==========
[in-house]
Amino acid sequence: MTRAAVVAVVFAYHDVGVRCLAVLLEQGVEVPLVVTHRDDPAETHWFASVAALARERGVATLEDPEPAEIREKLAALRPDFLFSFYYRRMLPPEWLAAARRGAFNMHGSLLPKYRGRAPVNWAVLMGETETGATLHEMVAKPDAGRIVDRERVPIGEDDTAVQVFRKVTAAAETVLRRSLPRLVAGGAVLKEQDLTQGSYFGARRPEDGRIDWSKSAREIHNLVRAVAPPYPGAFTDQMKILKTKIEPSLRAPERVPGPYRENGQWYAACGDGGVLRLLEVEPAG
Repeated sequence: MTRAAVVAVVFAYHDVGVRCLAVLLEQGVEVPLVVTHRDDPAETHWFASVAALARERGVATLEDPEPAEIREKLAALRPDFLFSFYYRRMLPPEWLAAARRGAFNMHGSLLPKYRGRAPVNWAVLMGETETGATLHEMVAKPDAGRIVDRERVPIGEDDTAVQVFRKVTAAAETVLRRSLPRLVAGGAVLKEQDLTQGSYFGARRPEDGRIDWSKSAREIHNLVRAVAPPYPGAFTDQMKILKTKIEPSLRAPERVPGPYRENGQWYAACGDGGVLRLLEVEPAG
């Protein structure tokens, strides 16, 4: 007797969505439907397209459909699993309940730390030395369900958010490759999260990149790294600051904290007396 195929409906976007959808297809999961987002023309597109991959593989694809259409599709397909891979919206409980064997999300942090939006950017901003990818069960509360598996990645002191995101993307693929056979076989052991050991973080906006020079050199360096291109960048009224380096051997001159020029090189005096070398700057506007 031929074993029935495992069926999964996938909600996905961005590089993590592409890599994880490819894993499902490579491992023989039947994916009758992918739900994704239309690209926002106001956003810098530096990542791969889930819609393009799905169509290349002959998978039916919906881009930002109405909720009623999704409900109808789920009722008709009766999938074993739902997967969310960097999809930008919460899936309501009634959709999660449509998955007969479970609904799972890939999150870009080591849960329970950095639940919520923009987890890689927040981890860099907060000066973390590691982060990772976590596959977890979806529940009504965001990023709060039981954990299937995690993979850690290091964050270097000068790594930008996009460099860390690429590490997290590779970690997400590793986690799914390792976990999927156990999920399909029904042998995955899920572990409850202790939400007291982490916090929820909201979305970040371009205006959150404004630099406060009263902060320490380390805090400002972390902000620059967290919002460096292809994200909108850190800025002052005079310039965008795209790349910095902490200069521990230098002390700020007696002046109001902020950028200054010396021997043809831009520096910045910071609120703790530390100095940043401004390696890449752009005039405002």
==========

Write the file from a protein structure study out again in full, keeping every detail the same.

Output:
[in-house]
Amino acid sequence: MTRAAVVAVVFAYHDVGVRCLAVLLEQGVEVPLVVTHRDDPAETHWFASVAALARERGVATLEDPEPAEIREKLAALRPDFLFSFYYRRMLPPEWLAAARRGAFNMHGSLLPKYRGRAPVNWAVLMGETETGATLHEMVAKPDAGRIVDRERVPIGEDDTAVQVFRKVTAAAETVLRRSLPRLVAGGAVLKEQDLTQGSYFGARRPEDGRIDWSKSAREIHNLVRAVAPPYPGAFTDQMKILKTKIEPSLRAPERVPGPYRENGQWYAACGDGGVLRLLEVEPAG
Repeated sequence: MTRAAVVAVVFAYHDVGVRCLAVLLEQGVEVPLVVTHRDDPAETHWFASVAALARERGVATLEDPEPAEIREKLAALRPDFLFSFYYRRMLPPEWLAAARRGAFNMHGSLLPKYRGRAPVNWAVLMGETETGATLHEMVAKPDAGRIVDRERVPIGEDDTAVQVFRKVTAAAETVLRRSLPRLVAGGAVLKEQDLTQGSYFGARRPEDGRIDWSKSAREIHNLVRAVAPPYPGAFTDQMKILKTKIEPSLRAPERVPGPYRENGQWYAACGDGGVLRLLEVEPAG
């Protein structure tokens, strides 16, 4: 007797969505439907397209459909699993309940730390030395369900958010490759999260990149790294600051904290007396 195929409906976007959808297809999961987002023309597109991959593989694809259409599709397909891979919206409980064997999300942090939006950017901003990818069960509360598996990645002191995101993307693929056979076989052991050991973080906006020079050199360096291109960048009224380096051997001159020029090189005096070398700057506007 031929074993029935495992069926999964996938909600996905961005590089993590592409890599994880490819894993499902490579491992023989039947994916009758992918739900994704239309690209926002106001956003810098530096990542791969889930819609393009799905169509290349002959998978039916919906881009930002109405909720009623999704409900109808789920009722008709009766999938074993739902997967969310960097999809930008919460899936309501009634959709999660449509998955007969479970609904799972890939999150870009080591849960329970950095639940919520923009987890890689927040981890860099907060000066973390590691982060990772976590596959977890979806529940009504965001990023709060039981954990299937995690993979850690290091964050270097000068790594930008996009460099860390690429590490997290590779970690997400590793986690799914390792976990999927156990999920399909029904042998995955899920572990409850202790939400007291982490916090929820909201979305970040371009205006959150404004630099406060009263902060320490380390805090400002972390902000620059967290919002460096292809994200909108850190800025002052005079310039965008795209790349910095902490200069521990230098002390700020007696002046109001902020950028200054010396021997043809831009520096910045910071609120703790530390100095940043401004390696890449752009005039405002």